State Level Employment Situation: April 2024

2024-05-17T13:20:43-05:00

Nonfarm payroll employment increased in 38 states and the District of Columbia in April compared to the previous month, while 11 states saw a decrease. Alaska reported no change during this time. According to the Bureau of Labor Statistics, nationwide total nonfarm payroll employment increased by 175,000 in April, following a gain of 315,000 jobs in March. On a month-over-month basis, employment data was most favorable in Florida, which added 45,300 jobs, followed by Texas (+42,600), and then Missouri (+16,700). A total of 22,900 jobs were lost across the 11 states, with New Jersey reporting the steepest job losses at 10,900. In percentage terms, employment increased the highest in Missouri at 0.6%, while South Dakota saw the biggest decline at 0.6% between March and April. Year-over-year ending in April, 2.8 million jobs have been added to the labor market across all 50 states and the District of Columbia. The range of job gains spanned from 1,800 jobs in the District of Columbia to 306,000 jobs in Texas. In percentage terms, the range of job growth spanned 3.4% in Nevada and South Carolina to 0.2% in Maryland. Across the nation, construction sector jobs data1 —which includes both residential and non-residential construction—showed that 28 states reported an increase in April compared to March, while 19 states and the District of Columbia lost construction sector jobs. The three remaining states, Mississippi, Rhode Island, and South Carolina reported no change on a month-over-month basis. Michigan, with the highest increase, added 4,200 construction jobs, while Ohio, on the other end of the spectrum, lost 7,600 jobs. Overall, the construction industry added a net 9,000 jobs in April compared to the previous month. In percentage terms, Michigan reported the highest increase at 2.1% and Iowa reported the largest decline at 3.5%. Year-over-year, construction sector jobs in the U.S. increased by 258,000, which is a 3.2% increase compared to the April 2023 level. Texas added 30,500 jobs, which was the largest gain of any state, while New York lost 7,100 construction sector jobs. In percentage terms, Alaska had the highest annual growth rate in the construction sector at 18.0%. Over this period, Maryland reported the largest decline of 4.0%. For this analysis, BLS combined employment totals for mining, logging, and construction are treated as construction employment for the District of Columbia, Delaware, and Hawaii. ↩︎ Discover more from Eye On Housing Subscribe to get the latest posts to your email.

State Level Employment Situation: April 20242024-05-17T13:20:43-05:00

Single-Family Permits Up in March 2024  

2024-05-14T09:19:47-05:00

Over the first three months of 2024, the total number of single-family permits issued year-to-date (YTD) nationwide reached 241,311. On a year-over-year (YoY) basis, this is an increase of 25.9% over the March 2023 level of 191,695. Year-to-date ending in March, single-family permits were up in all four regions. The range of permit increase spanned 38.0% in the West to 12.5% in the Northeast. The Midwest was up by 29.3% and the South was up by 22.7% in single-family permits during this time. For multifamily permits, three out of the four regions posted declines. The Northeast, the only region to post an increase, was up by 49.0%, while the South posted a decline of 35.9%, the West declined by 32.6%, and the Midwest declined by 8.6%. Between March 2024 YTD and March 2023 YTD, 47 states posted an increase in single-family permits. Massachusetts, Rhode Island, Alaska, and the District of Columbia reported declines in single-family permits. The range of increases spanned 90.5% in Montana to 0.8% in New Jersey. The ten states issuing the highest number of single-family permits combined accounted for 65.5% of the total single-family permits issued. Texas, the state with the highest number of single-family permits, issued 40,651 permits over the first three months of 2024, which is an increase of 34.7% compared to the same period last year. The succeeding highest state, Florida, was up by 15.1% while the next highest, North Carolina, posted an increase of 15.5%. Year-to-date ending in March, the total number of multifamily permits issued nationwide reached 117,695. This is 22.8% below the March 2023 level of 152,417. Between March 2024 YTD and March 2023 YTD, 15 states recorded growth in multifamily permits, while 35 states and the District of Columbia recorded a decline. Kansas (+282.7%) led the way with a sharp rise in multifamily permits from 336 to 1,286, while North Dakota had the greatest decline of 92.8% from 429 to 31. The ten states issuing the highest number of multifamily permits combined accounted for 64.9% of the multifamily permits issued. Over the first three months of 2024, Texas, the state with the highest number of multifamily permits issued, experienced a decline of 36.7%. Following closely, the second-highest state in multifamily permits, Florida, saw a decline of 44.7%. New York, the third largest multifamily issuing state, increased by 120.9%. At the local level, below are the top ten metro areas that issued the highest number of single-family permits. For multifamily permits, below are the top ten local areas that issued the highest number of permits. Discover more from Eye On Housing Subscribe to get the latest posts to your email.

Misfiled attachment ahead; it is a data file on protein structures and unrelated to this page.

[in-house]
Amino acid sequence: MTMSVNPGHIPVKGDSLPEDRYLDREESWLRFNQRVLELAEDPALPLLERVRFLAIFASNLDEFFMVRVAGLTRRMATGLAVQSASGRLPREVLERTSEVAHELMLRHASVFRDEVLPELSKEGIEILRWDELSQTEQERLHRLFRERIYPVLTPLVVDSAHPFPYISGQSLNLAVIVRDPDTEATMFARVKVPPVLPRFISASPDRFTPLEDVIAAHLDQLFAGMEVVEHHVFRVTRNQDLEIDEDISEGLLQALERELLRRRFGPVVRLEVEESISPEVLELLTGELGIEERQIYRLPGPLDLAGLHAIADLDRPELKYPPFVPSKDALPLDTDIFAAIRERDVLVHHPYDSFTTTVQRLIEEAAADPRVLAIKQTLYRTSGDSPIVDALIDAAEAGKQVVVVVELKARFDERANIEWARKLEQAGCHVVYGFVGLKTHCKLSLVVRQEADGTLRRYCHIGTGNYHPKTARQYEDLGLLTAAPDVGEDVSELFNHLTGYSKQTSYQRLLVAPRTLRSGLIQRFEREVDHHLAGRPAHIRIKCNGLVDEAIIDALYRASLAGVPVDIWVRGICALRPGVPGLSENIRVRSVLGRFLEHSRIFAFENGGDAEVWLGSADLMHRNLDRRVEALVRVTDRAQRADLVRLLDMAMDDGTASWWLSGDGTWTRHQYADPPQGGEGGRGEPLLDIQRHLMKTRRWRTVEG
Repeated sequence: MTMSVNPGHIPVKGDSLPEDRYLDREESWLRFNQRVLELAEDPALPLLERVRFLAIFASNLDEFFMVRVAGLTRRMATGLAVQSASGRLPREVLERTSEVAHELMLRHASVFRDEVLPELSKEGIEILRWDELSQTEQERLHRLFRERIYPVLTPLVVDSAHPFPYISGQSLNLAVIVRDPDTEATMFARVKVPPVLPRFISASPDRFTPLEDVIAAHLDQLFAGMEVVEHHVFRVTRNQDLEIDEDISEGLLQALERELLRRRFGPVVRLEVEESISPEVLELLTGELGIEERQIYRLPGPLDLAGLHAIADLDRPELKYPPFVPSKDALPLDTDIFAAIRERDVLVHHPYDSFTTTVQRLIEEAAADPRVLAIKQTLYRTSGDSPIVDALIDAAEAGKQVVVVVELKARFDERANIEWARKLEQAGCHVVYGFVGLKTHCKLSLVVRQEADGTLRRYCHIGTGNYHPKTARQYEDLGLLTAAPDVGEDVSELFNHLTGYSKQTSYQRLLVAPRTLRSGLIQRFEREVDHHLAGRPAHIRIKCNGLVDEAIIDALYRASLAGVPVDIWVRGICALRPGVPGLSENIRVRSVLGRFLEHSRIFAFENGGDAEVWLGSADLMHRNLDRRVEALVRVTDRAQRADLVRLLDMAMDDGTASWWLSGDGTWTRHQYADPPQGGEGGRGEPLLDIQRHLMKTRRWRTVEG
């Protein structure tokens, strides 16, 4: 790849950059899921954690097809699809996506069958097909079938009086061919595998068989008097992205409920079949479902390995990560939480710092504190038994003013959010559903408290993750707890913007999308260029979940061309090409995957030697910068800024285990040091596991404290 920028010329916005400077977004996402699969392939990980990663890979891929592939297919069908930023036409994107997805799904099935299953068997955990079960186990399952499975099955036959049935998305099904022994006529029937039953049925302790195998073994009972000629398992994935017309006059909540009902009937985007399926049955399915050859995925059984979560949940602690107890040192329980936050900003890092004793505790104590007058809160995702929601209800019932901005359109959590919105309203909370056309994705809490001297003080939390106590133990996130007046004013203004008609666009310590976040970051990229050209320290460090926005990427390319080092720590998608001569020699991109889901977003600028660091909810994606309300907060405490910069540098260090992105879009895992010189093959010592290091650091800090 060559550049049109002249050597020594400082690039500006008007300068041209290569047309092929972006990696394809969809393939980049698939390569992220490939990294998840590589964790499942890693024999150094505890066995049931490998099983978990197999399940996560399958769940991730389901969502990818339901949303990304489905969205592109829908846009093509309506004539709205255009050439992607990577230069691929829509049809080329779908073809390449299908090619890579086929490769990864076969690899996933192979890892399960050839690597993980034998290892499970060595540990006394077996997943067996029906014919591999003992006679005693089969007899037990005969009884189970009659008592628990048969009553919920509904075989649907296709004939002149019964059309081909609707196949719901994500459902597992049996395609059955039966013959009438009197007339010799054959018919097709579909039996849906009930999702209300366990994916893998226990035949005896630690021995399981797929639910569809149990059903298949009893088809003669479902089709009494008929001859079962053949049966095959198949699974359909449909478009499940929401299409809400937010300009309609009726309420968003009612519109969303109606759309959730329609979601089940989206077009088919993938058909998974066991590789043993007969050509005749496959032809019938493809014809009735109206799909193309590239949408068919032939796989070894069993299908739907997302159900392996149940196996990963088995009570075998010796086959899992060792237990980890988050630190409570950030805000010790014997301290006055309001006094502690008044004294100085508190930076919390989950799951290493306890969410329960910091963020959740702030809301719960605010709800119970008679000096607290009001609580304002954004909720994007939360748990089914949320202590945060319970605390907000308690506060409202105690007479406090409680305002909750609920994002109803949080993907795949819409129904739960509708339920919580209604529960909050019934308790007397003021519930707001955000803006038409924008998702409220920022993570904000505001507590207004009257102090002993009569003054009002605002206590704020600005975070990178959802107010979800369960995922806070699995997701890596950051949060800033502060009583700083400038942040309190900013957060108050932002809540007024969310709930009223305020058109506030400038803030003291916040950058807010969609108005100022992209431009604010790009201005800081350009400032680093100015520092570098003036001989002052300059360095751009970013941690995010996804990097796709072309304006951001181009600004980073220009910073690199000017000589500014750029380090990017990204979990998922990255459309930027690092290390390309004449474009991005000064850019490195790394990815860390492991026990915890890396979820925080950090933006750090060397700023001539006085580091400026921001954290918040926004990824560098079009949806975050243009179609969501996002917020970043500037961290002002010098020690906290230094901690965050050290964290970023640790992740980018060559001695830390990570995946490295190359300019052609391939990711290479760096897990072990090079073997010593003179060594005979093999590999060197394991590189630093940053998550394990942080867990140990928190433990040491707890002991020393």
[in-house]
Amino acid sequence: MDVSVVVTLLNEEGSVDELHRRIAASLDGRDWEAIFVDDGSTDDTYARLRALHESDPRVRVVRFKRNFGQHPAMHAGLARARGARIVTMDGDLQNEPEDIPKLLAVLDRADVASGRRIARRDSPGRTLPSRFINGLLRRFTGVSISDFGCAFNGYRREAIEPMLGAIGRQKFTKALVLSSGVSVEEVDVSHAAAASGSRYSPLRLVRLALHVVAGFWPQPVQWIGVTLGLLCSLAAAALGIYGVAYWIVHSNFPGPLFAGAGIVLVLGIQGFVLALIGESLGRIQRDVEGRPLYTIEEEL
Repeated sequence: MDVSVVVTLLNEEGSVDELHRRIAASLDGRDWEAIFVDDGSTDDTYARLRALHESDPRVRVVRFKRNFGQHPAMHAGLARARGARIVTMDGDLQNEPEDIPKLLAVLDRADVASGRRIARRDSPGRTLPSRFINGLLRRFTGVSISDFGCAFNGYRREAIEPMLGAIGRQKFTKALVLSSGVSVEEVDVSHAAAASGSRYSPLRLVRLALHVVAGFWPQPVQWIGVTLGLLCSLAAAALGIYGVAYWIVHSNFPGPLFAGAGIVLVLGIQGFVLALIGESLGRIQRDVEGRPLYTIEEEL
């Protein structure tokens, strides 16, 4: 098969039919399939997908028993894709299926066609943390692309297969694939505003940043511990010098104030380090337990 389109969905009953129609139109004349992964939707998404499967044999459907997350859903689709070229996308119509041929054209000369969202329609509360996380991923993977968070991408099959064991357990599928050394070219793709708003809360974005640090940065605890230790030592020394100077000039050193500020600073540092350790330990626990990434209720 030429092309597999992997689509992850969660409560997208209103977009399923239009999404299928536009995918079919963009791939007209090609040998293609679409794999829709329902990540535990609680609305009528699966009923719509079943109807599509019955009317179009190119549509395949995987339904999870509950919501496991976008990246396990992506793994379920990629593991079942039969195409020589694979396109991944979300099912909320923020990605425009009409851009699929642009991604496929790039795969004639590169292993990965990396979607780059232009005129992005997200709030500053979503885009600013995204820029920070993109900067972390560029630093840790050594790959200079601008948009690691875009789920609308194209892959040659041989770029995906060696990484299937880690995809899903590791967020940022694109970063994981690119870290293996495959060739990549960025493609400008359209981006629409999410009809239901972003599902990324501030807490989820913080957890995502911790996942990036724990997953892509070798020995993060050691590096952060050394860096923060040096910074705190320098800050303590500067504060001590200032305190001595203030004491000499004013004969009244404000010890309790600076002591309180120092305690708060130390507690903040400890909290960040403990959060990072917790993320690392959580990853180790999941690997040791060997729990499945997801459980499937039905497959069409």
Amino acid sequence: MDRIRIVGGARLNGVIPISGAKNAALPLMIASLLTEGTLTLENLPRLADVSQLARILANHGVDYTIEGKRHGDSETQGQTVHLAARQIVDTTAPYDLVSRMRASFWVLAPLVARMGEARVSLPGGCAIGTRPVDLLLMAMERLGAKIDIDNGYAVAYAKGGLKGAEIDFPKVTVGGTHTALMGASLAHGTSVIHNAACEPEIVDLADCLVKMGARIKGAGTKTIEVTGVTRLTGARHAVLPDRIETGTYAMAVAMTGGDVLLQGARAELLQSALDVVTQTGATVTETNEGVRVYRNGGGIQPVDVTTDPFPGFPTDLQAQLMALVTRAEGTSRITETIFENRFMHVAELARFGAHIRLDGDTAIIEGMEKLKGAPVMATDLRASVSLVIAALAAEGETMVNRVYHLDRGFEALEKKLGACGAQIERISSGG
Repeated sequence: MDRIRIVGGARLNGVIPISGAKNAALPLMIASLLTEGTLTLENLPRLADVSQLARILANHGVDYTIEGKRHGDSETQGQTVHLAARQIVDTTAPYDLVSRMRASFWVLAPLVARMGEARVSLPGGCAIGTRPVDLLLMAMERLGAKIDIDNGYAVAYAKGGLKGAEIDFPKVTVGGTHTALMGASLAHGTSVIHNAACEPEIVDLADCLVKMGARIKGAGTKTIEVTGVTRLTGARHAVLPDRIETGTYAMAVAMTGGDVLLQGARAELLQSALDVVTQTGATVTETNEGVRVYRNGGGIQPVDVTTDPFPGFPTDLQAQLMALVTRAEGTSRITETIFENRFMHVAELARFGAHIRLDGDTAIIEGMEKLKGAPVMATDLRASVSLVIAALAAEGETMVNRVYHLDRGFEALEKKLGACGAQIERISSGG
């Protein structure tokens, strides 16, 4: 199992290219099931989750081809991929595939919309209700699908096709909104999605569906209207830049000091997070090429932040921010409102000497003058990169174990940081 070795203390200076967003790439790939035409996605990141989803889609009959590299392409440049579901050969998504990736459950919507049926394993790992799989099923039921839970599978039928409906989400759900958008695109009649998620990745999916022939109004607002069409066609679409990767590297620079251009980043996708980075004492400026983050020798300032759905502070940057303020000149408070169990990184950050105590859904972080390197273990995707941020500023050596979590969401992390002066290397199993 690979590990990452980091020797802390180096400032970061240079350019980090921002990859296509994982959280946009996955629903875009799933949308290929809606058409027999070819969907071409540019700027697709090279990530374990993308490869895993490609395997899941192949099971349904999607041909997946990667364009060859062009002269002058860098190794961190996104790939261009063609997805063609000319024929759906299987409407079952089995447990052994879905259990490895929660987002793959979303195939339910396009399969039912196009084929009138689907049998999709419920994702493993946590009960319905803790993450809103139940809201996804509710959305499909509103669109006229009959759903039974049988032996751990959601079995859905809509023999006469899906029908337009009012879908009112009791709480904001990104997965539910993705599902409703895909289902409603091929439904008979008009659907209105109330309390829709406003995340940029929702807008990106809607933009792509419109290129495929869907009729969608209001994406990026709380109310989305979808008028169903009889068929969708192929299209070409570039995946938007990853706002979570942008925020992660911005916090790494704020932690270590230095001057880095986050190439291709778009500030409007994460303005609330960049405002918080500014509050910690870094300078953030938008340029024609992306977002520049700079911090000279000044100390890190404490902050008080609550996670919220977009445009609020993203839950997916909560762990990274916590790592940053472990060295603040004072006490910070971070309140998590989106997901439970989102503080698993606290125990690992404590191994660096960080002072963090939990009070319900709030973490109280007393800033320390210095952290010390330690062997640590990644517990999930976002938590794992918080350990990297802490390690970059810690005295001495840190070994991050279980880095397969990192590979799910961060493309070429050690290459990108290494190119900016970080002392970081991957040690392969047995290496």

Single-Family Permits Up in March 2024  2024-05-14T09:19:47-05:00